There are many stunning outlying islands in Hong Kong, but possibly one of the most underrated is Tung Lung Chau (or Tung Lung Island, “Chau” means island in Cantonese.)
Located just a few miles off the coast of the Clearwater Bay peninsula, Tung Lung Chau attracts flocks of visitors all year round wanting to bask in its unspoiled natural landscape.
Though it is mostly uninhabited, there are many things to do in Tung Lung Chau, such as hiking the full 9km circular loop, taking “Instagram-worthy” photos at the Eagle Tooth Rock (牙鷹石), rock climbing the most challenging cliffs in Hong Kong, or even camping with friends.
That is why we have written this complete guide on how you can explore Tung Lung Chau, conquer the long hike and enjoy the island’s best attractions!
Why Visit Tung Lung Chau (Tung Lung Island)?
Characterized by epic geological formations, historical landmarks, breathtaking views and an arduous hiking trail, Tung Lung Chau is one of the best places to visit in Hong Kong if you want to escape the urban concrete jungle. Because the island is mostly uninhabited, its natural beauty remains unspoiled.
There is no doubt that Tung Lung Chau is a breathtaking place with plenty to offer; and suitable for day trips or a weekend’s camping adventure.
Visitors usually come to Tung Lung Chau for the scenic hike.
Though it’s quite a long hike if you want to do the full circular loop, it’s not too challenging as the incline is mostly very gradual. It is quite a nice hike that doesn’t exhaust you too much, but also makes you feel like you’ve had a good work out.
The constantly changing landscapes from lush vegetation to jaw-dropping rock formations, to open grasses swaying in the wind and then to dense jungle-like, over-grown bushes will never bore you!
How To Get To Tung Lung Chau?
Getting to Tung Lung Chau is relatively easy. You can take a ferry from two piers in Hong Kong.
From the Kowloon side, you can take the ferry from Sam Ka Tsuen pier in Lei Yue Mun in Yau Tong, and for those staying on Hong Kong island, it is best to take the ferry from Shau Kei Wan Typhoon Shelter in Sai Wan Ho.
Taking The Tung Lung Chau Ferry From Sam Ka Tsuen (Kowloon)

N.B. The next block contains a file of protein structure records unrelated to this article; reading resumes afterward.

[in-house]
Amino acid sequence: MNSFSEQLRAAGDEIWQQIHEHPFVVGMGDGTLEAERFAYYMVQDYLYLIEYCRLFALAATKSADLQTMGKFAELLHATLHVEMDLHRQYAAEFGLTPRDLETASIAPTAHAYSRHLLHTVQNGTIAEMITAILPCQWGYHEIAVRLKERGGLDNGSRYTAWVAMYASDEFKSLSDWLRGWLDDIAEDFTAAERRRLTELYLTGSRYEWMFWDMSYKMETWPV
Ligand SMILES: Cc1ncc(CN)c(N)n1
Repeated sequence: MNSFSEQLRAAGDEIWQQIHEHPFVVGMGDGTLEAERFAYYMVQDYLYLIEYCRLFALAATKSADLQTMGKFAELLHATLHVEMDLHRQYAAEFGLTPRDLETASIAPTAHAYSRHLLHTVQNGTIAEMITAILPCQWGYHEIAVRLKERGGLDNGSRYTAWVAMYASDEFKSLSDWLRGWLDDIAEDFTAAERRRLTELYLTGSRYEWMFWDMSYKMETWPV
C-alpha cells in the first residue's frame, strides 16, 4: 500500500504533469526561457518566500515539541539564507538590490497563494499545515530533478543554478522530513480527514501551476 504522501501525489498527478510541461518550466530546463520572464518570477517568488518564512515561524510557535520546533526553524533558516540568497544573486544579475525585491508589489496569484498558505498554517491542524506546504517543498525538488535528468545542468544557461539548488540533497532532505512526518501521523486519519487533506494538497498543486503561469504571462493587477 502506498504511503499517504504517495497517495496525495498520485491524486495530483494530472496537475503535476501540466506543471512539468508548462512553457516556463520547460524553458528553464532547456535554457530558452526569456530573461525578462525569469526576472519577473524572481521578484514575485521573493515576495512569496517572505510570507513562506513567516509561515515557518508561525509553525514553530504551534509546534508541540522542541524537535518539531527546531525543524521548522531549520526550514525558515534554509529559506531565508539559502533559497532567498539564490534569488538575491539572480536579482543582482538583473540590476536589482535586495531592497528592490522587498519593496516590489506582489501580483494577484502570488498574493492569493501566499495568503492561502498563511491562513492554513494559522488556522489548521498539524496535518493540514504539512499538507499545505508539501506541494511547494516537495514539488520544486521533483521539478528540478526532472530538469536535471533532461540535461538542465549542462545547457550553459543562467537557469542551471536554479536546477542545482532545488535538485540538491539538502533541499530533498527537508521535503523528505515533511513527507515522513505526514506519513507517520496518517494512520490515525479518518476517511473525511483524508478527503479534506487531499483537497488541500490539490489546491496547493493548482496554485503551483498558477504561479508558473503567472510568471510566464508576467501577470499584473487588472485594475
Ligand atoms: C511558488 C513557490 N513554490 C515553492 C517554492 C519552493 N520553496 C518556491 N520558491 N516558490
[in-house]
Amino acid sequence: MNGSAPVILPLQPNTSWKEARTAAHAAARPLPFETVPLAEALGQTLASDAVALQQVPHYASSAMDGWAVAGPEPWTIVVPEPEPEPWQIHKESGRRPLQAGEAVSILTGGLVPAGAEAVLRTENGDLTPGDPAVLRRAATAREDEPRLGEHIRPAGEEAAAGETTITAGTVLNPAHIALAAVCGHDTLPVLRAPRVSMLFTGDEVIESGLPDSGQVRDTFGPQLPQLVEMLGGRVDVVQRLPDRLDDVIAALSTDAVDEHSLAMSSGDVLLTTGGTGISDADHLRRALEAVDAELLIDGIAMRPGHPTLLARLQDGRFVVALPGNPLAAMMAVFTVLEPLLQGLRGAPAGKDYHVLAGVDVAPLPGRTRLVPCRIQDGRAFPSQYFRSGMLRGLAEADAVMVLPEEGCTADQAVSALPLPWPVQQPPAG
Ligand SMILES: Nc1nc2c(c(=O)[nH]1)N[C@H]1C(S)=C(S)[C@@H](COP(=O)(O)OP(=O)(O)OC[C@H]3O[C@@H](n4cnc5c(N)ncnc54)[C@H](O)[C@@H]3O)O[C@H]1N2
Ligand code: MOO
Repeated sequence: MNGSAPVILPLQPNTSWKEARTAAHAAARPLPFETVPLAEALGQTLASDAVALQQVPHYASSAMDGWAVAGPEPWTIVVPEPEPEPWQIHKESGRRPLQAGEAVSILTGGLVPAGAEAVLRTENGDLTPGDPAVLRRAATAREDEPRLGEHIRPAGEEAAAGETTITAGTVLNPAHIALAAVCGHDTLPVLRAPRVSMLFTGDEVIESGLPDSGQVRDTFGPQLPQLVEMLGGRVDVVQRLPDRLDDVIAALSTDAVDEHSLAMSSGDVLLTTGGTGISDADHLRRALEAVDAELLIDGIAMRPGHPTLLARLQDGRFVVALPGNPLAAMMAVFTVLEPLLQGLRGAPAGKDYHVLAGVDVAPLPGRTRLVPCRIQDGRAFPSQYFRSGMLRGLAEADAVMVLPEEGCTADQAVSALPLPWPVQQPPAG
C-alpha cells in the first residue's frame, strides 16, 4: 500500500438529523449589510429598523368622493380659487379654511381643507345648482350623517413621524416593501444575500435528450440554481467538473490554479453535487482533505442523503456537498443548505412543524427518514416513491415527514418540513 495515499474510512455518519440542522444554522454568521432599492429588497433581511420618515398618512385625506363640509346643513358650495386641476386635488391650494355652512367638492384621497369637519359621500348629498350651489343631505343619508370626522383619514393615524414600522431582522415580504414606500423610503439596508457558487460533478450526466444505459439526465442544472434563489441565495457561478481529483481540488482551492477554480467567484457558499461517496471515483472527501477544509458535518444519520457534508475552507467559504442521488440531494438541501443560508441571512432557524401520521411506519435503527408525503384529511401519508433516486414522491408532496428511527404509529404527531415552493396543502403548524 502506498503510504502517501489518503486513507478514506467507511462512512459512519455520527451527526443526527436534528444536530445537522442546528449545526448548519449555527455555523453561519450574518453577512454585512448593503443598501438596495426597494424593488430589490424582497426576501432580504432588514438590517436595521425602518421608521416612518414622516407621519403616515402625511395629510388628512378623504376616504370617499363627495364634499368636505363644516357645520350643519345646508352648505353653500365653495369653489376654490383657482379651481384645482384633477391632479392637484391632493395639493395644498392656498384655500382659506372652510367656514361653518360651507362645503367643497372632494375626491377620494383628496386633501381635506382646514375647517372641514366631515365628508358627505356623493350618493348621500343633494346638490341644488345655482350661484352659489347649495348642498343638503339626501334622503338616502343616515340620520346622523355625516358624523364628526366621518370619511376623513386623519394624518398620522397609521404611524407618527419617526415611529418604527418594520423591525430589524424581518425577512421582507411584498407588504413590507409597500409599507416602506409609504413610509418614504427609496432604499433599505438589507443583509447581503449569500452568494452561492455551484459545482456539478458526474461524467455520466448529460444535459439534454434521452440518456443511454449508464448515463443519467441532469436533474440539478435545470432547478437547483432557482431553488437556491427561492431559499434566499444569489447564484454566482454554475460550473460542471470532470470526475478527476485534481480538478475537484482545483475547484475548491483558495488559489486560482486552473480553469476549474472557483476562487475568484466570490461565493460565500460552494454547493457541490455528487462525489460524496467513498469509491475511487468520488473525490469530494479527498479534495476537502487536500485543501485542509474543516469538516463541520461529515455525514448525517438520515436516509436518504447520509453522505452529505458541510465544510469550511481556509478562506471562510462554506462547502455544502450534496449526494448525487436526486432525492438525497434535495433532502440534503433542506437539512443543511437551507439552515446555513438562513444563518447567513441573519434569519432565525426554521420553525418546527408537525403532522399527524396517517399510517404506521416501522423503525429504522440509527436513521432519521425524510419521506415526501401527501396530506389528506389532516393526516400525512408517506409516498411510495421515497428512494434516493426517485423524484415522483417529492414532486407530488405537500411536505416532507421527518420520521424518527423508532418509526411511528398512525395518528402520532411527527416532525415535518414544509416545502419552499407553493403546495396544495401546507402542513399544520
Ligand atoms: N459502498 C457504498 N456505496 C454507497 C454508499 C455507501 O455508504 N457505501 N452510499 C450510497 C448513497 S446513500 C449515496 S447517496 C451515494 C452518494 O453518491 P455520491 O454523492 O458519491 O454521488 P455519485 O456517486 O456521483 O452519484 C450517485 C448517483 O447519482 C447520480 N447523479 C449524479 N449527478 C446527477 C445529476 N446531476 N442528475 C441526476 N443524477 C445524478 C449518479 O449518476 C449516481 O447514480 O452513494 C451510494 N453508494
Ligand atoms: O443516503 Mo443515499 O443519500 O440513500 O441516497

We took the ferry from Sam Ka Tsuen and purchased our return ticket at the ferry terminal.
For a round trip, the Tung Lung Chau ferry costs $45 HKD and $20 HKD for pets (at the time of writing). You can pay using cash or the contactless Octopus card. You must purchase both the ticket to Tung Lung Chau and the return ticket together.
Ferry times from Sam Ka Tsuen can be found online, but it is best to arrive 15 to 20 minutes early so you don’t risk the chance of the tickets being sold out (especially the return ticket) and secure a spot on the boat. Unfortunately, we did see some people not being able to get on the boat.
If you are traveling from Sam Ka Tsuen, the ferry will drop you off at Tung Lung Chau Public Pier (also known as the Nam Tong Pier), one of the two piers on Tung Lung Chau. Boats that return to Sam Ka Tsuen will depart from this pier, so you must return to this location for your return journey.
When we took the ferry, we went on a popular day so they added an extra return ferry, which was quite nice for us as we weren’t sure we would have enough time to make the last ferry at 5:30 PM!
It is important to note that both ferries operate only on Saturdays, Sundays and public holidays, so make sure you allow plenty of time to explore the island and don’t forget your return ferry time, or you could be stuck there for a week!
Ferry To Tung Lung Chau From Sai Wan Ho (Hong Kong Island)
Though we didn’t take the ferry from Sai Wan Ho, we heard it is as simple as getting a ferry from Sam Ka Tsuen. The ferry to Tung Lung Chau departs from Shau Kei Wan Typhoon Shelter.
Ferry times for Sai Wan Ho can be found online, but it is always good to arrive at least 15 minutes early to secure your ticket. From our understanding, it seems like the ferry option from Sai Wan Ho is less busy than the one in Sam Ka Tsuen. That might be due to the fact that the ferry runs less frequently from Sai Wan Ho.
The ferry from Sai Wan Ho costs $55 HKD for a round trip.
If you are traveling from Sai Wan Ho, the ferry will drop you off at Tung Lung Chau North Pier (also known as the Fat Tong Mun Pier). This is also the same pier you will be taking your return ferry if you came from Sai Wan Ho.
The two piers on Tung Lung Chau island are about a 15 to 20-minute hike from each other, so both ferries are optimal for getting to Tung Lung Chau.
Hong Kong Tung Lung Chau Hike Summary